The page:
Panel Addresses the Social Drivers of Health


View the session recording. 

Today, we heard from a panel of colleagues discussing health's social drivers.

Panelists included Oke Anakwenze, MD, Associate Professor of Orthopaedic Surgery; Christian Pean, MD, Assistant Professor of Orthopaedic Surgery; Tyler Pidgeon, MD, Associate Professor of Orthopaedic Surgery; Susan Spratt, MD, Associate Professor of Medicine, Endocrinology; and, Erica Taylor, MD, Vice Chair for Equity, Diversity, and Inclusion; Chair; Assistant Professor of Orthopaedic Surgery.

The session began with Ben Alman, MD, chair of the Department of Orthopaedic Surgery, reminding us of the dramatic metamorphosis of our health institution's shifting from Duke Medicine to Duke Health.

He shared, "Health' is how you make a healthy society – and 'medicine' is what people get when ill or injured. There's a significant difference between medicine and health. That's why, in some parts of the world, they spend very little on medical care but a lot on health care and preventative health; as a result, they have such good health outcomes. So, this is a significant issue, and social needs are essential in providing good health, and making those changes can make critically positive outcomes in society. I thank our panel for speaking on these topics."

Christian Pean, MD: Addressing Social Needs in Orthopaedic Surgery: An Ethical and Economic Imperative

"We must acknowledge that we deliver unequal patient care nationwide. This needs to change because it is the right thing to do for our patients."

A recent quality improvement project at Duke Health revealed that Black patients were likelier to return to the Emergency Department after orthopaedic surgery without a difference in readmission rates.

"This highlights an opportunity. We should coordinate care better or increase patient education."

We have a lot of work to do – but how do we effectively move the needle? We have a lot of health care opportunities, but much less health. Over 60 percent of the factors that impact health are non-medical. Patients' lives outside the clinic drive most health outcomes. These social, behavioral, and environmental factors negatively affect readmission, hospital utilization, and chronic disease management.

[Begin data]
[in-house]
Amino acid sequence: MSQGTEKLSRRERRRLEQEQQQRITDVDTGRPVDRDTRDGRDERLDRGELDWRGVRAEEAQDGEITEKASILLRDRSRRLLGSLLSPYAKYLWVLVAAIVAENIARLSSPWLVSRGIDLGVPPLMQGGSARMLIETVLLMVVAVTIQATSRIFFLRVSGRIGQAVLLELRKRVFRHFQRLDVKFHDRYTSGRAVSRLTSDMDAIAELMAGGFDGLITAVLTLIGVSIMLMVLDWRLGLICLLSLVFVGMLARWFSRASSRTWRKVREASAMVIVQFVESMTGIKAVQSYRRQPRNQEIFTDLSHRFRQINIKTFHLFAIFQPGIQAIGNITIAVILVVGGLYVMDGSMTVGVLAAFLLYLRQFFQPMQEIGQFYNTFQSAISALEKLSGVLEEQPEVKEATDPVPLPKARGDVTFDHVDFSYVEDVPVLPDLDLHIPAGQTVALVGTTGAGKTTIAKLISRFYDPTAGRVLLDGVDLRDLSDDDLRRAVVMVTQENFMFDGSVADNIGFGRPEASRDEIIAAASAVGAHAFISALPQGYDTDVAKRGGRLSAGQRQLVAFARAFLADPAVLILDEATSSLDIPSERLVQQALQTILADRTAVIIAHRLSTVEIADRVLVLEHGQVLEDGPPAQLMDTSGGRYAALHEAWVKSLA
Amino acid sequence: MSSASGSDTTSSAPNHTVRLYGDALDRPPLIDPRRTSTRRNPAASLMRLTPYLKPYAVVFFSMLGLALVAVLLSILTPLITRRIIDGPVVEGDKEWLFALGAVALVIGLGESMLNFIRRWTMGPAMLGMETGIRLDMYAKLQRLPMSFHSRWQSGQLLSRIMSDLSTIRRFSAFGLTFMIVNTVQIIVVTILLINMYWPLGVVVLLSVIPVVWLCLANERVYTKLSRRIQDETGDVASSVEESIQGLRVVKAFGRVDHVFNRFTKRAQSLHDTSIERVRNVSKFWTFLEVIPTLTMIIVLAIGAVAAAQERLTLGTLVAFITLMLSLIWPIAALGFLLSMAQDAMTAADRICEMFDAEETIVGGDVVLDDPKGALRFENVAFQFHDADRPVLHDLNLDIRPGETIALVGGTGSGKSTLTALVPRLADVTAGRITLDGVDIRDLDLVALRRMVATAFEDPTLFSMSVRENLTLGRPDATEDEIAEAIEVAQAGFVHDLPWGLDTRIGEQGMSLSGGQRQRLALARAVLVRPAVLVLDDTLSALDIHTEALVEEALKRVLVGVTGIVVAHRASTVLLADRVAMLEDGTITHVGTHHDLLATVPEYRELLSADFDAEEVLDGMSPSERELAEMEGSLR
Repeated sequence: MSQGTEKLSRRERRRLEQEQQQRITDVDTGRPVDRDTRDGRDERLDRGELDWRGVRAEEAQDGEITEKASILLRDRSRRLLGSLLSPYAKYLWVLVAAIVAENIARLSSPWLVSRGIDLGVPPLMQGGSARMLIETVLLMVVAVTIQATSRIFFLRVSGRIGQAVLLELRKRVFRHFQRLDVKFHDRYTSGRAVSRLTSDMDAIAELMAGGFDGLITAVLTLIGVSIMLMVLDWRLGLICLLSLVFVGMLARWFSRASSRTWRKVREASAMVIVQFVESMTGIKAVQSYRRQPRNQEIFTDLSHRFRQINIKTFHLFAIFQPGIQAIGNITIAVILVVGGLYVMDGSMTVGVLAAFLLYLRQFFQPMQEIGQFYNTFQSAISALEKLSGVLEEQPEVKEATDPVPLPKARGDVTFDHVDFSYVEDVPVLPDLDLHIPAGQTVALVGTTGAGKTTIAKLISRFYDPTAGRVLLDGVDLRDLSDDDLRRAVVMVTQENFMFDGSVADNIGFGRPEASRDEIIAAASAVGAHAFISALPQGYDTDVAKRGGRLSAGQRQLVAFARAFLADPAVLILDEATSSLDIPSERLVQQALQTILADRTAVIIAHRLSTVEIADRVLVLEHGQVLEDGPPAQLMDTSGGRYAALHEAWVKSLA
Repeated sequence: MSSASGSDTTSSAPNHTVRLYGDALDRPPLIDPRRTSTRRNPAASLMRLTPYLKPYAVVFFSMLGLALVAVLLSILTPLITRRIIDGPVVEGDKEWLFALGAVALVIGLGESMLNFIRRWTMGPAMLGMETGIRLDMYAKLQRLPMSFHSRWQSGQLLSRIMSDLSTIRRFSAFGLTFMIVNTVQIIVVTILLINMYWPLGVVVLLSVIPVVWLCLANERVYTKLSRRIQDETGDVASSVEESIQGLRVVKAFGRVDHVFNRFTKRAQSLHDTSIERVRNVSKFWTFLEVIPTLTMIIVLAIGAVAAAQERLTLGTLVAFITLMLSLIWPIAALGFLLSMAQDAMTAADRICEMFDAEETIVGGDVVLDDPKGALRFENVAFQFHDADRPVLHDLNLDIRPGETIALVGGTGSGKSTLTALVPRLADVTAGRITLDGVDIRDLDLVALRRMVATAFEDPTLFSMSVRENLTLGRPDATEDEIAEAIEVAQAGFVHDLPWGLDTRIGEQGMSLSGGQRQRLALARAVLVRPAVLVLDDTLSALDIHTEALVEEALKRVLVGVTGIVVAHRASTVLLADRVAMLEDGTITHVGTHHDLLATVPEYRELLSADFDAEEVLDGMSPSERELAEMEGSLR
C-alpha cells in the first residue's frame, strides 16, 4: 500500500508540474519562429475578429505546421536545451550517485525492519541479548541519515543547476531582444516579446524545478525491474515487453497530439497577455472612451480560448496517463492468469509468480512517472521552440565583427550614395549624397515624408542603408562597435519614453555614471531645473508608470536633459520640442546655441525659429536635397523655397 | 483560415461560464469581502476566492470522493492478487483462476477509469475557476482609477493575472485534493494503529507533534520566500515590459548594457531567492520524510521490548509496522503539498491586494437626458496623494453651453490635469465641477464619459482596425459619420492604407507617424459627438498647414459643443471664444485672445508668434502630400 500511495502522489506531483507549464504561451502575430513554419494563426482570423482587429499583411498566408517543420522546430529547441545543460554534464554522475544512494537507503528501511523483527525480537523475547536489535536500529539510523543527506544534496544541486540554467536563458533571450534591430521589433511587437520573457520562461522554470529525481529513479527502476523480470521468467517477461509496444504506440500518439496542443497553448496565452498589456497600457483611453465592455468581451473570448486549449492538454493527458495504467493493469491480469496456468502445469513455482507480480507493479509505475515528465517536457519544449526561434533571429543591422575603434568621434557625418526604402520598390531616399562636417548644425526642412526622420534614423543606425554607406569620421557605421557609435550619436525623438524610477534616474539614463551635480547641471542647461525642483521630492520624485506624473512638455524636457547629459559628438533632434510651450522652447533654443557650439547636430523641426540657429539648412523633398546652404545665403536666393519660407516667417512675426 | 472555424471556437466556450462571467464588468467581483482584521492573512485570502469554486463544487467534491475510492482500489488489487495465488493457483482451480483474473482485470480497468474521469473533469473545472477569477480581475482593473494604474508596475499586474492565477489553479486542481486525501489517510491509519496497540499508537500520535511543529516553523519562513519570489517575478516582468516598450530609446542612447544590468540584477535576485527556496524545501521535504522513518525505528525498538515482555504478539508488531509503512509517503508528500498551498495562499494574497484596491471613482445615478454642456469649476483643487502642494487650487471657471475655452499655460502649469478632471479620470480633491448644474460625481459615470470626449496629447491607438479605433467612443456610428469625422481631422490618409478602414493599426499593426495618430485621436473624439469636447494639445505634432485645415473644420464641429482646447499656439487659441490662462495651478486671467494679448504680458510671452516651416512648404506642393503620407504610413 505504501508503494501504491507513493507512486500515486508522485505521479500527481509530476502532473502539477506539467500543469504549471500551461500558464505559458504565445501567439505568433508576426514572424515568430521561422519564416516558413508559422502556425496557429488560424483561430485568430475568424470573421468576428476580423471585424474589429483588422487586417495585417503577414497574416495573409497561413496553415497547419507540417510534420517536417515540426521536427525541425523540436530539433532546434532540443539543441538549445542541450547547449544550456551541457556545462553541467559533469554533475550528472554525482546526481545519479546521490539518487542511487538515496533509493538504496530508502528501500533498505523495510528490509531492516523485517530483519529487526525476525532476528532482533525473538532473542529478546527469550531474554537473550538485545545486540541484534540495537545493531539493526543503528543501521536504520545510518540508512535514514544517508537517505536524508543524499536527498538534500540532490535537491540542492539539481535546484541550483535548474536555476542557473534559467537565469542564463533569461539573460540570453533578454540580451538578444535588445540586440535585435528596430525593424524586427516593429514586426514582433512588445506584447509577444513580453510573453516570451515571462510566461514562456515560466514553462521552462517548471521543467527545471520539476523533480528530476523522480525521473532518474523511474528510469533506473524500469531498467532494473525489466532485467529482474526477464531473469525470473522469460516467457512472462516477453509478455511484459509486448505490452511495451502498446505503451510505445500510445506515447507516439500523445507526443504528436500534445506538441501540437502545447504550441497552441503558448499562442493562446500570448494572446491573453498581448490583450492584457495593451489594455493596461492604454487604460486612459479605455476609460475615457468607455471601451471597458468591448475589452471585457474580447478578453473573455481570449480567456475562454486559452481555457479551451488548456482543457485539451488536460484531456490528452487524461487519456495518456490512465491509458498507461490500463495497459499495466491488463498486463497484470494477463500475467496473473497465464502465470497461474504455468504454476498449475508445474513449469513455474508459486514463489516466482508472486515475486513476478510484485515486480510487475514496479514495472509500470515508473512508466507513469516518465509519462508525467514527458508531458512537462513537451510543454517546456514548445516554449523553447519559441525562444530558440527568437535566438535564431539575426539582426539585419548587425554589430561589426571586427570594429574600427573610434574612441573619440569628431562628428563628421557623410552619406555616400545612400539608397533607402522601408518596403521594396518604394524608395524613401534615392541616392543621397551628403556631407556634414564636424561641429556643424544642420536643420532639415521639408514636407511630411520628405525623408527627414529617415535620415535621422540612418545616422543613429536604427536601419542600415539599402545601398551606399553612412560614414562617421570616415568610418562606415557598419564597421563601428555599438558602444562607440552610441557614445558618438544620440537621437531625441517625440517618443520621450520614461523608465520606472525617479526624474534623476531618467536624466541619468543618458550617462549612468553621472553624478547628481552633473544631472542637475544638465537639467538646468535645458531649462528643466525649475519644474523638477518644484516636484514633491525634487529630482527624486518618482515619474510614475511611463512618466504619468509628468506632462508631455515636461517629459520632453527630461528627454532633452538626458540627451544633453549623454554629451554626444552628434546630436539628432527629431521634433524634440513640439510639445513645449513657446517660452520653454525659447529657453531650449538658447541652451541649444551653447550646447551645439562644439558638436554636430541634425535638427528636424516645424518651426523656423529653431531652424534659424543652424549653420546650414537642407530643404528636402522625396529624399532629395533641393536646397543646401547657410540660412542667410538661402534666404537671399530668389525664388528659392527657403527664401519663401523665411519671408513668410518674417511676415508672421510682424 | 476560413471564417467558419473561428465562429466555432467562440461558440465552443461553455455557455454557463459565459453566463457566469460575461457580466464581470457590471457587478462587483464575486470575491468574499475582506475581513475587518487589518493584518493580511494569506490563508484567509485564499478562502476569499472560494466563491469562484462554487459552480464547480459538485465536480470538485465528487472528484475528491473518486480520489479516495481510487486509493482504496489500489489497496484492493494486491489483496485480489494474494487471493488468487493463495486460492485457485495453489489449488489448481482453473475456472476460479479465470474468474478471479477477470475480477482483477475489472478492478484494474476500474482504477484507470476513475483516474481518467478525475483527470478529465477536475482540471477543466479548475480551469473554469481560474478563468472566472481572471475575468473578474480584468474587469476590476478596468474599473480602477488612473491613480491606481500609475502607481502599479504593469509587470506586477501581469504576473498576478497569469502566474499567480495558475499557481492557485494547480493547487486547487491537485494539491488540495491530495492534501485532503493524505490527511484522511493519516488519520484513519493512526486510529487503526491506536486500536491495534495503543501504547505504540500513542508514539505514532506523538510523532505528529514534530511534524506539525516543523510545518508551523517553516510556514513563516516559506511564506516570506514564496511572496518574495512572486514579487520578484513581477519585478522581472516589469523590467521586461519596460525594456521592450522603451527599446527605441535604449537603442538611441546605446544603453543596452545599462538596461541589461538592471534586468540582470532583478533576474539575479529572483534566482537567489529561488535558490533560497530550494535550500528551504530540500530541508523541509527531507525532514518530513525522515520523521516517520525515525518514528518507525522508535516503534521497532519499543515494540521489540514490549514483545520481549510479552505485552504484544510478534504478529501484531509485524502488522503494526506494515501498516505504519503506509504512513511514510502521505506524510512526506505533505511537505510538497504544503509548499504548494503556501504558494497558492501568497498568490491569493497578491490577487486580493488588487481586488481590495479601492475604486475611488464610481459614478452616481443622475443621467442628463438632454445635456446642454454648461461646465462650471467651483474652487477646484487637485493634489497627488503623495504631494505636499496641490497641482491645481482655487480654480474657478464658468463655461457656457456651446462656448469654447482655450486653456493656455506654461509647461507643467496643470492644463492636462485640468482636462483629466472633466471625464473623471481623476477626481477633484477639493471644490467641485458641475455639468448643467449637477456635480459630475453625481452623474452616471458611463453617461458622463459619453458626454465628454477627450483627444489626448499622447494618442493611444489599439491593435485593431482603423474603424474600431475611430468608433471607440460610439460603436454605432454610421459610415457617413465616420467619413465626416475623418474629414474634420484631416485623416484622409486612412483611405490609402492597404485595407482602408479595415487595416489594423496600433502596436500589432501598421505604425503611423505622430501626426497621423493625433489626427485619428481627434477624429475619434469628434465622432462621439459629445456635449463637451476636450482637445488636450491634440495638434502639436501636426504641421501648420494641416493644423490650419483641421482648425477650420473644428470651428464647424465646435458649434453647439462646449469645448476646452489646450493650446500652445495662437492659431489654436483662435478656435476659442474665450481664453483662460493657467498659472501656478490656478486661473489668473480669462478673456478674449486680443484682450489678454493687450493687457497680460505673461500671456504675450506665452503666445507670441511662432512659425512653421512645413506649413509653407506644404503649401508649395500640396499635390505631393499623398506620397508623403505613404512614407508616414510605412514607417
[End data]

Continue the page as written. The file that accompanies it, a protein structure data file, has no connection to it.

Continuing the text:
Tools are available to help medical professionals understand the health-related social needs of these populations and the social determinants of health (SDOH) that include–education and access quality, healthcare access and quality, built environment/neighborhood, economic stability, and social/community context. These are the factors we are going to screen for…

Some of you may feel removed from these factors; however, realize that the Centers for Medicare/Medicaid System (CMS) established a goal to have 100 percent of Medicare beneficiaries and most Medicare beneficiaries in accountable care relationships by 2030. Many companies are homing in on value-based care (VBC) enablement.

CMS Measure 1: Screening for SDOH
CMS Measure 2: Screen positive rate for SDOH

This will incentivize us to put patients in touch with community-based healthcare workers and put them in touch with those services that fill the gaps.

Healthcare's first attempt at social risk patient adjustment is the ACO REACH program. It tests a financing model to incentivize equity through federal and state governmental entities. Healthcare institutions must remain economically viable; we must focus on this concept.  

Pean concluded, "I will plug the Duke Orthopaedic Value and Equity (DOVE) initiative we are working on now. We can lead in this space with other medicine departments at Duke."

Susan Spratt, MD: Tools for Screening, Connection, and Evaluation

"I have been at Duke for 24 years as a diabetes doctor, and nowhere do I see social drivers impact patients more than in diabetic health. I jumped at the opportunity to address and prevent issues from developing and worsening at Duke in 2012. We needed a discrete way to capture SDOH information and pen it into their chart. Since Oct. 2018, you can find it in your EPIC storyboard, and it appears in red if it is positive for need of assistance. "